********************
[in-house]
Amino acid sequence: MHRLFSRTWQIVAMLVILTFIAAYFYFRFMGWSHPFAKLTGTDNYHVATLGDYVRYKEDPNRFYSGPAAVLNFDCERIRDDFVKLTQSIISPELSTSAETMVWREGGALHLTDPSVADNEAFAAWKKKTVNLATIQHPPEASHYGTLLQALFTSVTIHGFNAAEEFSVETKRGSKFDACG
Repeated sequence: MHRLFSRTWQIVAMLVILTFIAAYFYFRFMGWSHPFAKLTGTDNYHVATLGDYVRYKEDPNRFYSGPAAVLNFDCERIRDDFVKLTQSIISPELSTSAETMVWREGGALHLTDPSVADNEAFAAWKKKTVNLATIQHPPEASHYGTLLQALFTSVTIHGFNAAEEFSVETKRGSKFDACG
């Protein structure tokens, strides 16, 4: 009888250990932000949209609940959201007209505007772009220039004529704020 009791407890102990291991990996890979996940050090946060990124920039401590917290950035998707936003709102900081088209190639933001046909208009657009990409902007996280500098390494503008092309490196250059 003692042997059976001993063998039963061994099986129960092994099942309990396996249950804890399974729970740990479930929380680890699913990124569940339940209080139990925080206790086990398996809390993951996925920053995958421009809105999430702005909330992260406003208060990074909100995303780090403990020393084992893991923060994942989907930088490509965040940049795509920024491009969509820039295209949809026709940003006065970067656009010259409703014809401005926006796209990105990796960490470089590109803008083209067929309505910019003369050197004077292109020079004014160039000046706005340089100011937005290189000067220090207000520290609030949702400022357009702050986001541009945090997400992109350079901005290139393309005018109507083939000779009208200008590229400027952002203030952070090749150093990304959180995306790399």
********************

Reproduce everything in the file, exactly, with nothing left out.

[in-house]
Amino acid sequence: MHRLFSRTWQIVAMLVILTFIAAYFYFRFMGWSHPFAKLTGTDNYHVATLGDYVRYKEDPNRFYSGPAAVLNFDCERIRDDFVKLTQSIISPELSTSAETMVWREGGALHLTDPSVADNEAFAAWKKKTVNLATIQHPPEASHYGTLLQALFTSVTIHGFNAAEEFSVETKRGSKFDACG
Repeated sequence: MHRLFSRTWQIVAMLVILTFIAAYFYFRFMGWSHPFAKLTGTDNYHVATLGDYVRYKEDPNRFYSGPAAVLNFDCERIRDDFVKLTQSIISPELSTSAETMVWREGGALHLTDPSVADNEAFAAWKKKTVNLATIQHPPEASHYGTLLQALFTSVTIHGFNAAEEFSVETKRGSKFDACG
């Protein structure tokens, strides 16, 4: 009888250990932000949209609940959201007209505007772009220039004529704020 009791407890102990291991990996890979996940050090946060990124920039401590917290950035998707936003709102900081088209190639933001046909208009657009990409902007996280500098390494503008092309490196250059 003692042997059976001993063998039963061994099986129960092994099942309990396996249950804890399974729970740990479930929380680890699913990124569940339940209080139990925080206790086990398996809390993951996925920053995958421009809105999430702005909330992260406003208060990074909100995303780090403990020393084992893991923060994942989907930088490509965040940049795509920024491009969509820039295209949809026709940003006065970067656009010259409703014809401005926006796209990105990796960490470089590109803008083209067929309505910019003369050197004077292109020079004014160039000046706005340089100011937005290189000067220090207000520290609030949702400022357009702050986001541009945090997400992109350079901005290139393309005018109507083939000779009208200008590229400027952002203030952070090749150093990304959180995306790399």